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TTF: “Timber is likely to remain on allocation”

by Jennie Ward

Following the release of its latest statistics which show that the volume of timber imported in Q1 2021 was at its highest since 2007, the Timber Trade Federation has cautioned that supply will remain tight during 2021 and “users of timber must work closely with suppliers on their purchasing strategies.”

The latest Timber Trade Federation (TTF) statistics have shown that the volume of timber and panel products imported in Q1 2021 was at its highest in more than a decade, since Q1 2007.

The data shows that Q1 2021 solid timber and panel product import volumes were 23% higher than Q1 2020, nearing almost 3 million m3 (2,938,000 m3) as compared to last year’s 2,396,000m3.

The TTF says this means Q1 2021 had the highest volume of imports since Q1 2007 (3,021,000 m3), and the third consecutive quarter of record volumes, following Q3 (2,698,000 m3) and Q4 (3,123,000 m3) 2020.

Based on the strength of demand seen in 2021, the TTF says it is estimated that the total volume of imports in Q2 2021 could reach 3,300,000 m3and rival the second quarter of 2007 (3,371,000 m3).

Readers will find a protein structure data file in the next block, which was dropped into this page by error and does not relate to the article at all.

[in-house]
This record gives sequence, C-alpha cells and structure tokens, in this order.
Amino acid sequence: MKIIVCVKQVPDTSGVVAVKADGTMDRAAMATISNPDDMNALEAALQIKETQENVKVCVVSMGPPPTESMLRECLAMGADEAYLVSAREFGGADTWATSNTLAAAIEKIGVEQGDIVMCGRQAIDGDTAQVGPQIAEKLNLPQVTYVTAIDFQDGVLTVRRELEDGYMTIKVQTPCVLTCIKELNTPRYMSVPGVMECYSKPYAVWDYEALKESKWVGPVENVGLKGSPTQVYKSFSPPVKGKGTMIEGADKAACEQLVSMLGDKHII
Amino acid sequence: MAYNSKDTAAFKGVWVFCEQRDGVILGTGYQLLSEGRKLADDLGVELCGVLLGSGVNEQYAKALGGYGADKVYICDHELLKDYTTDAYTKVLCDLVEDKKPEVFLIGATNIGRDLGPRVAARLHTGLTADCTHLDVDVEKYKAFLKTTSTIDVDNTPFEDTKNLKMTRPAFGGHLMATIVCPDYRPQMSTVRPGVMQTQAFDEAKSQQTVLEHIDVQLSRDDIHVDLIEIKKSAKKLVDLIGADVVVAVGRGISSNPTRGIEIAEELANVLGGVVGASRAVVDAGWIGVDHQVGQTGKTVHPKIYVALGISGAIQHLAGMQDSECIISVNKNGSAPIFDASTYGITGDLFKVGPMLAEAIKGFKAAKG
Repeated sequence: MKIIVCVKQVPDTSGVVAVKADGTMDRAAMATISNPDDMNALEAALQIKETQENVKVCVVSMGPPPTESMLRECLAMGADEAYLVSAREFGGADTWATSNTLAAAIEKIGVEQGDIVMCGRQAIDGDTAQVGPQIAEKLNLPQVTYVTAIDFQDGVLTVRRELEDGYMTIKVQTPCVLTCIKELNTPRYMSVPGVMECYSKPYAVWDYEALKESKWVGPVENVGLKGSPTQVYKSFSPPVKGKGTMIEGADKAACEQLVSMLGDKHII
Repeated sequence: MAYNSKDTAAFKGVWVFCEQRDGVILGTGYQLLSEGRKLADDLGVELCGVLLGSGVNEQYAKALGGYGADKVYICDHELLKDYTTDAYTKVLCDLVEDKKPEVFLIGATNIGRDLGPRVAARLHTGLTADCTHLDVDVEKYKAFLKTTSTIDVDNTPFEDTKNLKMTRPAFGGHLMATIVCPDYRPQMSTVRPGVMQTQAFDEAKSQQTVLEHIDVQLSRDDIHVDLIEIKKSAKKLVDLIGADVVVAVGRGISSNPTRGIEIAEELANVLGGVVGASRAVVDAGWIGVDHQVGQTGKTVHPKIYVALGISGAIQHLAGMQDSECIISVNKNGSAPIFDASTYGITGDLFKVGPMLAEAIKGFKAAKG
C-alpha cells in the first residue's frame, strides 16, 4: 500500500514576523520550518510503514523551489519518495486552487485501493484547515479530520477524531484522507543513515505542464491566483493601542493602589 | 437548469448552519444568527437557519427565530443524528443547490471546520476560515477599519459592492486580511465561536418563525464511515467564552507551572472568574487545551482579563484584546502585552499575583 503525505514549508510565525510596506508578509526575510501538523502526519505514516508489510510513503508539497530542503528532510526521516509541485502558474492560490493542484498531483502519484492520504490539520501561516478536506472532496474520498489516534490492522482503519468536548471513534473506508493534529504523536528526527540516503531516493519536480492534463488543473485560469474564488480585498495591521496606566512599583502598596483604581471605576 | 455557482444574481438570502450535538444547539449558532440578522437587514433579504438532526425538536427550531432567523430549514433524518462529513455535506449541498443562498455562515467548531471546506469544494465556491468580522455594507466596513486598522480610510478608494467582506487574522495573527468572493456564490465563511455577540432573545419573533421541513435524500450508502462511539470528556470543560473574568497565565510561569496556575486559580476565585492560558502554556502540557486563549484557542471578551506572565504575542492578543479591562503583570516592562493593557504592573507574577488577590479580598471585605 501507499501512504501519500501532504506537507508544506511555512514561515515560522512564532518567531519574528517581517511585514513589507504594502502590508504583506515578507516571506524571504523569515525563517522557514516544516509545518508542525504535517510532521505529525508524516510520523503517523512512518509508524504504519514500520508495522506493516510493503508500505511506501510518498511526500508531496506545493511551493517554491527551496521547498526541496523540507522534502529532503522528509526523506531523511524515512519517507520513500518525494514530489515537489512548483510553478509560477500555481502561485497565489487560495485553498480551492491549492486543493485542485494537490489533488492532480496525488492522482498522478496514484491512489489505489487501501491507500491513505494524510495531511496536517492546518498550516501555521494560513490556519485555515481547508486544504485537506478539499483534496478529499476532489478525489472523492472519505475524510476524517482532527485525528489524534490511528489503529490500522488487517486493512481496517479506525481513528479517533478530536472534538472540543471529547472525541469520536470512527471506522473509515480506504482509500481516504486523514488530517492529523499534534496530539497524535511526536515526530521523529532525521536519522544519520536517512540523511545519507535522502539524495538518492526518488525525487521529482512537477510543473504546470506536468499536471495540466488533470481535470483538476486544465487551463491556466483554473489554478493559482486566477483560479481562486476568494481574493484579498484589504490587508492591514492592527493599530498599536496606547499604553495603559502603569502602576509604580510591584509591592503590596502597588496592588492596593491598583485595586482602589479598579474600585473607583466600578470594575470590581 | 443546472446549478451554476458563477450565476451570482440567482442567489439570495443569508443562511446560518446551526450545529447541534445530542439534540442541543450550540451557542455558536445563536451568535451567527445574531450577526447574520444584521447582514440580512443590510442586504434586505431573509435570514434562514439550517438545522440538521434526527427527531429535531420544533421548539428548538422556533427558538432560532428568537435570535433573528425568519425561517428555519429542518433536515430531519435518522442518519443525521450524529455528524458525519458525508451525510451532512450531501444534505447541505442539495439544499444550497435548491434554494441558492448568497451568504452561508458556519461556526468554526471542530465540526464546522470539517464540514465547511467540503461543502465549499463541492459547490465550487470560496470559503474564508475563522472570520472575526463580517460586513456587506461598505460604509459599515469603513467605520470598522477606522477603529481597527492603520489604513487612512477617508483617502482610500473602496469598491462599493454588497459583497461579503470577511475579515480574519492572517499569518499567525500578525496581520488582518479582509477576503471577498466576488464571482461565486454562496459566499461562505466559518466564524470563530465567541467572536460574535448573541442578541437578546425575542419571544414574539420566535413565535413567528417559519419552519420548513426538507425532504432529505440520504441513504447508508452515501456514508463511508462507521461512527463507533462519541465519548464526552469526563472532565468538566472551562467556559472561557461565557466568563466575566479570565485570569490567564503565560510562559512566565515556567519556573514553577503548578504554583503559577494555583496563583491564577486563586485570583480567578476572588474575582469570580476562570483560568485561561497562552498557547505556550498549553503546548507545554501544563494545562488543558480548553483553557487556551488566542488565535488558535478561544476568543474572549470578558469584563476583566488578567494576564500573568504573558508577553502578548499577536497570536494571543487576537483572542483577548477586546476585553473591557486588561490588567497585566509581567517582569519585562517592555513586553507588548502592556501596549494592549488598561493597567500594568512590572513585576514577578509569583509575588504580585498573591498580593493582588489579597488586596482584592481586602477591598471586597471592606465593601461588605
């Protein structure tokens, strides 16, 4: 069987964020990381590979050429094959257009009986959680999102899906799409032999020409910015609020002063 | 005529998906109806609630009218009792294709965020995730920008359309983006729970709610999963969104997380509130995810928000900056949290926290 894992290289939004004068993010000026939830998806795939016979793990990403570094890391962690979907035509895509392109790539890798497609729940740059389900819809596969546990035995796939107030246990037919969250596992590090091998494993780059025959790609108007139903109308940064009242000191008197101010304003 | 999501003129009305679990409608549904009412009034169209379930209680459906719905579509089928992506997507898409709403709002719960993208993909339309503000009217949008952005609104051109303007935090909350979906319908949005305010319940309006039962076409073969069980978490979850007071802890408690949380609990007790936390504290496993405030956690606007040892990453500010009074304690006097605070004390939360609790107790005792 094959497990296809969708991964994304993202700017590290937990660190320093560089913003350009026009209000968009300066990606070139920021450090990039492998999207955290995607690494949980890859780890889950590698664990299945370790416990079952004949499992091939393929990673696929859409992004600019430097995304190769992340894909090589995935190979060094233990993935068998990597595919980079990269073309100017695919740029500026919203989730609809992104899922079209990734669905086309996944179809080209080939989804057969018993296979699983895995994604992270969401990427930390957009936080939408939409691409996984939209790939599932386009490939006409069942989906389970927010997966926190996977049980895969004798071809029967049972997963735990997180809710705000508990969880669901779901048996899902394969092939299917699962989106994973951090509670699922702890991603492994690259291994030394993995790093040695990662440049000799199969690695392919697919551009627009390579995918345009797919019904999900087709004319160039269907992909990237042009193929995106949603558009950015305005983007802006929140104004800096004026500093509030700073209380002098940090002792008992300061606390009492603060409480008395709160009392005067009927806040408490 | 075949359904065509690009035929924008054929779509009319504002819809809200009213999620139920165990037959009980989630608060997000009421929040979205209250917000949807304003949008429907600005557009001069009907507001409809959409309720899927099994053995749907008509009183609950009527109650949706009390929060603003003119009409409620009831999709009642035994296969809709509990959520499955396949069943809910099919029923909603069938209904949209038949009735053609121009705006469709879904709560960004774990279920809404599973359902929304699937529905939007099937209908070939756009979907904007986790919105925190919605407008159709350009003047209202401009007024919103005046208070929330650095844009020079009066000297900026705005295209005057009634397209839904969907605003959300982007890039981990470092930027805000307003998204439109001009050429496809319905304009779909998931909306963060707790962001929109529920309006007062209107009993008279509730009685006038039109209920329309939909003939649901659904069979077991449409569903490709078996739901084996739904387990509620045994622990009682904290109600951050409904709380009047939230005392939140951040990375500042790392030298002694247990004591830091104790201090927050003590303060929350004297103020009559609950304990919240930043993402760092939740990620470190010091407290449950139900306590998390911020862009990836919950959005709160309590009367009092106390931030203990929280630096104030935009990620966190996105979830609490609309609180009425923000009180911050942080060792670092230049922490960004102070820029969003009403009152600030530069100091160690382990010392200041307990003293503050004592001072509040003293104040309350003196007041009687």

With demand so strong that even record imports cannot satisfy it, the TTF believes supply is likely to continue to tighten – particularly with Swedish mill stocks the lowest for 20 years.

The Timber Trade Federation (TTF) has previously warned that these low stock levels will mean the balance between supply and demand is likely to further tighten this summer. 

David Hopkins, CEO of the Timber Trade Federation (TTF), said: “These statistics underline that the market is continuing to import unprecedented levels of volume amidst record demand for timber and panel products.

“Since the release of our Market Statement in May, recent reports from our members and the CPA indicate that demand remains strong which will keep supply tight throughout 2021.

“All users of timber must work closely with suppliers on their purchasing strategies, and to take a forward-looking perspective as timber is likely to remain on allocation.”

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